• The Boston Tea Party

    The Boston Tea Party
    When the colonists revolted to the tax on tea (the Tea Act) by dumping 18,000 pounds of East India Company’s tea into the Boston Harbor. The colonists dressed as Native Americans during the Boston Tea Party.
  • The First Continental Congress

    The First Continental Congress
    After the intolerable acts were presented the colonist formed an assembly to protest called The First Continental Congress. This congress included 56 delegates and they assembled in Philadelphia and wrote a declaration of colonial rights. They defended the colonial’s rights and affairs.
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    The First Continental Congress

  • The Coercive Acts

    The Coercive Acts
    The Coercive Acts were a series of four acts made by the British Parliament to close the port of Boston, expand Quartering Act, and limit self-government. The aim of this act was to gain back control in Massachusetts and to punish the colonist for the Boston Tea Party. The Coercive Acts were also known as the Intolerable Acts.
  • Lexington and Concord

    Lexington and Concord
    They were the first battles of the American Revolution War. King George III ordered British troops to put down the rebellion from the colonist and sent troops to these towns. Paul Revere spread word of the invasion and minutemen were able to gather before british troops arrived in Lexington.
  • Second Continental Congress

    Second Continental Congress
    The Second Continental Congress approved the Declaration of Independence. The congress served as the only agency of national government during the Revolutionary War.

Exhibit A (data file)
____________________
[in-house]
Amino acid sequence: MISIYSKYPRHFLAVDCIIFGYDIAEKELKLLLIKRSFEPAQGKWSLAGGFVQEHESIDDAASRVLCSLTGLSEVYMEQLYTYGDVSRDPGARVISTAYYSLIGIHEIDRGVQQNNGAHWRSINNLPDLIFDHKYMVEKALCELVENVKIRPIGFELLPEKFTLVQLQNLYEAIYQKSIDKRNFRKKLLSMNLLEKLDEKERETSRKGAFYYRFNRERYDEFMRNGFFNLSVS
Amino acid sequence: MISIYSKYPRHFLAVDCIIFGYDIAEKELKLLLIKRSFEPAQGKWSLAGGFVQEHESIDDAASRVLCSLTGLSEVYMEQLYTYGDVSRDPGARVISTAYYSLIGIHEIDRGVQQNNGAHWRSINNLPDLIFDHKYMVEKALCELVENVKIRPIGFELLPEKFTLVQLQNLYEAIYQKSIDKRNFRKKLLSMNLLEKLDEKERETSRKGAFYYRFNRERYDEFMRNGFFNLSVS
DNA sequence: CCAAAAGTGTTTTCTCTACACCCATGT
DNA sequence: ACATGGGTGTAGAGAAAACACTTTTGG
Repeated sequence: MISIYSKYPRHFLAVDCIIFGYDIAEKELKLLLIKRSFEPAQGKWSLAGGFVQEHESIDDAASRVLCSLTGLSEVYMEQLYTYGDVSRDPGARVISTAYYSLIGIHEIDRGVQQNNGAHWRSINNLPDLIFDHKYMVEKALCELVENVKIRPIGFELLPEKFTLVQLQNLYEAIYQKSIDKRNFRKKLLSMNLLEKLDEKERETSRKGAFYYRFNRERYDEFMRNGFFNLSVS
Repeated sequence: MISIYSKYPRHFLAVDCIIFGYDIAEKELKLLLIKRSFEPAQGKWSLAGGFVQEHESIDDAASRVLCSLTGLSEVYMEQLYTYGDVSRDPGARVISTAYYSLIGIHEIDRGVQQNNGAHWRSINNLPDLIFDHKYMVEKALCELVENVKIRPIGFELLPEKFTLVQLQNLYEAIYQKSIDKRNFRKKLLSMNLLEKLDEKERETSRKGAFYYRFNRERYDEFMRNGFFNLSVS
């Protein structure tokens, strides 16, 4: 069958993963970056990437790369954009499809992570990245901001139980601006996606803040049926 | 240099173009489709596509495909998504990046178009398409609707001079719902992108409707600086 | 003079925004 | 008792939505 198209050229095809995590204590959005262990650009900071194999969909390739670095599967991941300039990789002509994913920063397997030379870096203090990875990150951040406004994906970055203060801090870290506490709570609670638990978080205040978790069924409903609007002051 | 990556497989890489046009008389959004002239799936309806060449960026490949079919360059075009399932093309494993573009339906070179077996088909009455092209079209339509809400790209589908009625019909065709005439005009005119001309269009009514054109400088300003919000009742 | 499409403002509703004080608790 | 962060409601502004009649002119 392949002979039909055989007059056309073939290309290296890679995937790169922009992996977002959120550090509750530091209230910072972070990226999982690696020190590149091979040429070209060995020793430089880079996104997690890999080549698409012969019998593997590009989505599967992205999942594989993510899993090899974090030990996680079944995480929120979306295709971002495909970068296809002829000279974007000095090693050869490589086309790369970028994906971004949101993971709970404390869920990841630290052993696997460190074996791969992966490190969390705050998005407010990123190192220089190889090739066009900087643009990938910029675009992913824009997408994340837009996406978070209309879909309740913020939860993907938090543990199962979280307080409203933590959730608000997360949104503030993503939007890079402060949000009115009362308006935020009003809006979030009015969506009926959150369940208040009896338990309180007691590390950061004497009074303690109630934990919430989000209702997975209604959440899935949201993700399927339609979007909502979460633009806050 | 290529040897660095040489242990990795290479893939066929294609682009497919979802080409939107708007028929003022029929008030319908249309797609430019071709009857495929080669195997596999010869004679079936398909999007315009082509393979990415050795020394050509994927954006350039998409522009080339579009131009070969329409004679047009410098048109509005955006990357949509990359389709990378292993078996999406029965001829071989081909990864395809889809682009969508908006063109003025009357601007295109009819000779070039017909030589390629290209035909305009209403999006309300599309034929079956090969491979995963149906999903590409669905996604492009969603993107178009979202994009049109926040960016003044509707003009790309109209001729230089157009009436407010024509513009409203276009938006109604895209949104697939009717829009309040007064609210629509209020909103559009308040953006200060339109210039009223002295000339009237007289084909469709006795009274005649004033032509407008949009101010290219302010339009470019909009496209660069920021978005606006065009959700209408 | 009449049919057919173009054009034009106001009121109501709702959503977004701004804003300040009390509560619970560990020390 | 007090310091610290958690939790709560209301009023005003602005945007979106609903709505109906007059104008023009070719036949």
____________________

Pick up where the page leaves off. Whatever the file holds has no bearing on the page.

• Minutemen

    They are patriot civilian soldiers who pledged to be ready to fight at moments notice, to fight for the colonies. They gathered together at Lexington, Massachusetts to fight off the British troops.
  • Thomas Paine writes Common Sense

    Thomas Paine writes Common Sense
    Common Sense was a pamphlet published by Thomas Paine. This pamphlet challenged the King of England’s rule over the colonies. It shifted the colonies anger from the Parliament to the ruler.
  • Declaration of Independence

    Declaration of Independence
    The Declaration of Independence expanded on the concepts of John Locke’s ideas of natural rights. The Declaration stated these rights were life, liberty, and the pursuit of happiness.
  • Battle of Saratoga

    Battle of Saratoga
    This battle was a turning point for the Americans. After this American victory, Benjamin Franklin negotiated a Treaty of Alliance with France.
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    Battle of Saratoga

  • Beginning of French involvement in the American Revolution (Treaty of Alliance)

    Beginning of French involvement in the American Revolution (Treaty of Alliance)
    France agreed to aid America during the Revolutionary War. France recognized America's independence and in the terms of the treaty, they agreed to support each other with military.
  • Battle of Yorktown

    Battle of Yorktown
    The Battle of Yorktown was the last battle of the Revolutionary War. Americans benefited from the presence of the French army and navy. The war ended in an American victory.
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    Battle of Yorktown

  • Benjamin Franklin and the Treaty of Paris

    Benjamin Franklin and the Treaty of Paris
    The treaty that ended the Revolutionary war. It established that the United States was an independent nation and also created the boundaries. The United States boundary was from the Atlantic Ocean to the Mississippi River and reached from Canada to Florida.